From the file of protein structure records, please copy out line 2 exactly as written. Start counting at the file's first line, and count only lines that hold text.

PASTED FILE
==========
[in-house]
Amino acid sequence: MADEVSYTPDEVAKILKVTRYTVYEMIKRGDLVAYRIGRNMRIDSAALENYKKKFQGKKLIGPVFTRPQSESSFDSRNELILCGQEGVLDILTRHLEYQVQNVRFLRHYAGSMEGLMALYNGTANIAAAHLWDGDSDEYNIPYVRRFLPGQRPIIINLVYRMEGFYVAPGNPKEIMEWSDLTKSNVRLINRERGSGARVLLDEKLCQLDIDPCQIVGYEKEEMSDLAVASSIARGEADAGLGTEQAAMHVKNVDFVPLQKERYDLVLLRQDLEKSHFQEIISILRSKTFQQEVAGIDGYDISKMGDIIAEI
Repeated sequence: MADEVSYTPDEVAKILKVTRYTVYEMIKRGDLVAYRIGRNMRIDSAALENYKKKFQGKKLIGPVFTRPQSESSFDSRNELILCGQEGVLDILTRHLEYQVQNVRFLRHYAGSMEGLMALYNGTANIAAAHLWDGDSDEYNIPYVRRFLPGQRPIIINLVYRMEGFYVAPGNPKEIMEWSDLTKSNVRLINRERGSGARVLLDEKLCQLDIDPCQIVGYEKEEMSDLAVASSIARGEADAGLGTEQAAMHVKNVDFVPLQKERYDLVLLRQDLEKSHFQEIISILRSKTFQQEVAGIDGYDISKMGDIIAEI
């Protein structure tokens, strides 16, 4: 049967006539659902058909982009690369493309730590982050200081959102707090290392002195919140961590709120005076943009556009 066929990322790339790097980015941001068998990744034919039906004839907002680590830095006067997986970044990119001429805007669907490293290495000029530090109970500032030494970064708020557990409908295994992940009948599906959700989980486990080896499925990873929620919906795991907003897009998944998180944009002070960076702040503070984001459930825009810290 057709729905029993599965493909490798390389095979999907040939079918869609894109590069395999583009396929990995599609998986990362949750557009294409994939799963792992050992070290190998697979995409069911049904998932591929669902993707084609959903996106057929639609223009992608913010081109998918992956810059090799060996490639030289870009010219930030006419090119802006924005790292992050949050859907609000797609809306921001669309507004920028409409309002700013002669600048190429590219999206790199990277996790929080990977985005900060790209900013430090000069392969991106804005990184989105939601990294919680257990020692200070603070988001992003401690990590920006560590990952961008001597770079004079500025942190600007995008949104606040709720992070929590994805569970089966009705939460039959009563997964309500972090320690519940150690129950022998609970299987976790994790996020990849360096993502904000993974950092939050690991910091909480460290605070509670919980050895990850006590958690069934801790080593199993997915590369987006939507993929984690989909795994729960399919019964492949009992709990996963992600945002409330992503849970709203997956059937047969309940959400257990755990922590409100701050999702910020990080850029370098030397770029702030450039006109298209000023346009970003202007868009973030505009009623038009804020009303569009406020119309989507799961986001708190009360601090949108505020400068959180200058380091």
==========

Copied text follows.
Amino acid sequence: MADEVSYTPDEVAKILKVTRYTVYEMIKRGDLVAYRIGRNMRIDSAALENYKKKFQGKKLIGPVFTRPQSESSFDSRNELILCGQEGVLDILTRHLEYQVQNVRFLRHYAGSMEGLMALYNGTANIAAAHLWDGDSDEYNIPYVRRFLPGQRPIIINLVYRMEGFYVAPGNPKEIMEWSDLTKSNVRLINRERGSGARVLLDEKLCQLDIDPCQIVGYEKEEMSDLAVASSIARGEADAGLGTEQAAMHVKNVDFVPLQKERYDLVLLRQDLEKSHFQEIISILRSKTFQQEVAGIDGYDISKMGDIIAEI